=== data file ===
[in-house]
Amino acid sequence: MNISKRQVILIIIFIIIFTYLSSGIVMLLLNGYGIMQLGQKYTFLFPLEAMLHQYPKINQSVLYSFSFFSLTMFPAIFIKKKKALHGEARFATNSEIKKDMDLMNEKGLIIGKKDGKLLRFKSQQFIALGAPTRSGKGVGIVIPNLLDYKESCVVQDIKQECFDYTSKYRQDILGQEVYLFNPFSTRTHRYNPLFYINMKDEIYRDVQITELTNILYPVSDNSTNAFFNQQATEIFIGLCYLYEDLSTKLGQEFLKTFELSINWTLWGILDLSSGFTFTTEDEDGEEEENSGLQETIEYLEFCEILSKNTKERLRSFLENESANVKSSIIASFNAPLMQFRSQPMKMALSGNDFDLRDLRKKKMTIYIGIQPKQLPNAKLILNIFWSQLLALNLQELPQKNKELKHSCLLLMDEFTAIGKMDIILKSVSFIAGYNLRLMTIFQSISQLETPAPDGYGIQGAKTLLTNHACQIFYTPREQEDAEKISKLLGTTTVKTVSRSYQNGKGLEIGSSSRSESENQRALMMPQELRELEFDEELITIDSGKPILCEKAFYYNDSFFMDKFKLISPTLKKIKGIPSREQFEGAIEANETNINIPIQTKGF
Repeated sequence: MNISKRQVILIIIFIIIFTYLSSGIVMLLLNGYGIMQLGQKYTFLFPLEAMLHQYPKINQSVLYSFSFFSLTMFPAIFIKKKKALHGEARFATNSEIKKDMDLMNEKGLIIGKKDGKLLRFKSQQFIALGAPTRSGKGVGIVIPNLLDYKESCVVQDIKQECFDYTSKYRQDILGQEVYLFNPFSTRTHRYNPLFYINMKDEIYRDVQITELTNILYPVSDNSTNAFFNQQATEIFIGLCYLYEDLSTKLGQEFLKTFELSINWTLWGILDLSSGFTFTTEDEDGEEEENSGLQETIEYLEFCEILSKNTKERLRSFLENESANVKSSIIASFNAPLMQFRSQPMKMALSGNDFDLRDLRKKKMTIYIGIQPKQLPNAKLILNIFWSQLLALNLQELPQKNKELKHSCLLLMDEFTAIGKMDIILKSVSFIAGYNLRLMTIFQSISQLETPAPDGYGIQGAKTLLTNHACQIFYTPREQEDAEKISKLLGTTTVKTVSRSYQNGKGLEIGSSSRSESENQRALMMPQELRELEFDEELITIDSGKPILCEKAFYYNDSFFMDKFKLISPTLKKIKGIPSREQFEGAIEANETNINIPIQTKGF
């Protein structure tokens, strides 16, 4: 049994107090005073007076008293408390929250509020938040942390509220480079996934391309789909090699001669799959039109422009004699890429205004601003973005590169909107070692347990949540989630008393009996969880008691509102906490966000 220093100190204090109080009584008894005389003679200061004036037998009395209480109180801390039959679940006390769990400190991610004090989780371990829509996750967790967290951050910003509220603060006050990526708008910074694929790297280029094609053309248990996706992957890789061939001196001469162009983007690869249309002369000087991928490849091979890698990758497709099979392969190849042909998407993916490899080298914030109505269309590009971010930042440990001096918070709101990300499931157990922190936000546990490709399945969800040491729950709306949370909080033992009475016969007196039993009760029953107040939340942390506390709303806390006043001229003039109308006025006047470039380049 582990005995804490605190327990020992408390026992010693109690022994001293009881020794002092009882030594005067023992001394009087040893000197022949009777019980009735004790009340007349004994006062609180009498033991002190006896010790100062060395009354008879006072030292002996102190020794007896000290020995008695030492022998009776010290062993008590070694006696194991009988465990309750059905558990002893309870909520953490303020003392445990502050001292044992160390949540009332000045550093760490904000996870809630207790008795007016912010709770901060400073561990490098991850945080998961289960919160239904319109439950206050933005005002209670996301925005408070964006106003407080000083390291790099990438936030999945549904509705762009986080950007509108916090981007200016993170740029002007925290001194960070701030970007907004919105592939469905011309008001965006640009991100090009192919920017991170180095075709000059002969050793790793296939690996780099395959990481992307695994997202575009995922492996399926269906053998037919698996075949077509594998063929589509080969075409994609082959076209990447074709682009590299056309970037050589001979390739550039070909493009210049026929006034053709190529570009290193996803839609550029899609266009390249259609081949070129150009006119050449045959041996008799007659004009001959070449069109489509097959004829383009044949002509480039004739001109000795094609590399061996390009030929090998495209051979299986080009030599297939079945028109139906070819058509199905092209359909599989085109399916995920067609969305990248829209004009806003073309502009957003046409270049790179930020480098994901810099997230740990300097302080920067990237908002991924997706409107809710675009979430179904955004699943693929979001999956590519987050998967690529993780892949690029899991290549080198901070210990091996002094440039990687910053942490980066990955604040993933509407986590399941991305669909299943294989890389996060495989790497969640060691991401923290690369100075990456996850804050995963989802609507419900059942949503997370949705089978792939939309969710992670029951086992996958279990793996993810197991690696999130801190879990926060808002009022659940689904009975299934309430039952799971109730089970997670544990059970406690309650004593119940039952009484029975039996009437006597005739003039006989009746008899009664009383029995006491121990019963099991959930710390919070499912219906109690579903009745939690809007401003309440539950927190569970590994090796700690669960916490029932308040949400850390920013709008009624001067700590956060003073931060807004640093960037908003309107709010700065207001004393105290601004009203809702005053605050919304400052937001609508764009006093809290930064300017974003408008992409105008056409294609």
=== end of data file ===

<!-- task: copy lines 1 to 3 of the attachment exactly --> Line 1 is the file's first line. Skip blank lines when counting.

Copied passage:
[in-house]
Amino acid sequence: MNISKRQVILIIIFIIIFTYLSSGIVMLLLNGYGIMQLGQKYTFLFPLEAMLHQYPKINQSVLYSFSFFSLTMFPAIFIKKKKALHGEARFATNSEIKKDMDLMNEKGLIIGKKDGKLLRFKSQQFIALGAPTRSGKGVGIVIPNLLDYKESCVVQDIKQECFDYTSKYRQDILGQEVYLFNPFSTRTHRYNPLFYINMKDEIYRDVQITELTNILYPVSDNSTNAFFNQQATEIFIGLCYLYEDLSTKLGQEFLKTFELSINWTLWGILDLSSGFTFTTEDEDGEEEENSGLQETIEYLEFCEILSKNTKERLRSFLENESANVKSSIIASFNAPLMQFRSQPMKMALSGNDFDLRDLRKKKMTIYIGIQPKQLPNAKLILNIFWSQLLALNLQELPQKNKELKHSCLLLMDEFTAIGKMDIILKSVSFIAGYNLRLMTIFQSISQLETPAPDGYGIQGAKTLLTNHACQIFYTPREQEDAEKISKLLGTTTVKTVSRSYQNGKGLEIGSSSRSESENQRALMMPQELRELEFDEELITIDSGKPILCEKAFYYNDSFFMDKFKLISPTLKKIKGIPSREQFEGAIEANETNINIPIQTKGF
Repeated sequence: MNISKRQVILIIIFIIIFTYLSSGIVMLLLNGYGIMQLGQKYTFLFPLEAMLHQYPKINQSVLYSFSFFSLTMFPAIFIKKKKALHGEARFATNSEIKKDMDLMNEKGLIIGKKDGKLLRFKSQQFIALGAPTRSGKGVGIVIPNLLDYKESCVVQDIKQECFDYTSKYRQDILGQEVYLFNPFSTRTHRYNPLFYINMKDEIYRDVQITELTNILYPVSDNSTNAFFNQQATEIFIGLCYLYEDLSTKLGQEFLKTFELSINWTLWGILDLSSGFTFTTEDEDGEEEENSGLQETIEYLEFCEILSKNTKERLRSFLENESANVKSSIIASFNAPLMQFRSQPMKMALSGNDFDLRDLRKKKMTIYIGIQPKQLPNAKLILNIFWSQLLALNLQELPQKNKELKHSCLLLMDEFTAIGKMDIILKSVSFIAGYNLRLMTIFQSISQLETPAPDGYGIQGAKTLLTNHACQIFYTPREQEDAEKISKLLGTTTVKTVSRSYQNGKGLEIGSSSRSESENQRALMMPQELRELEFDEELITIDSGKPILCEKAFYYNDSFFMDKFKLISPTLKKIKGIPSREQFEGAIEANETNINIPIQTKGF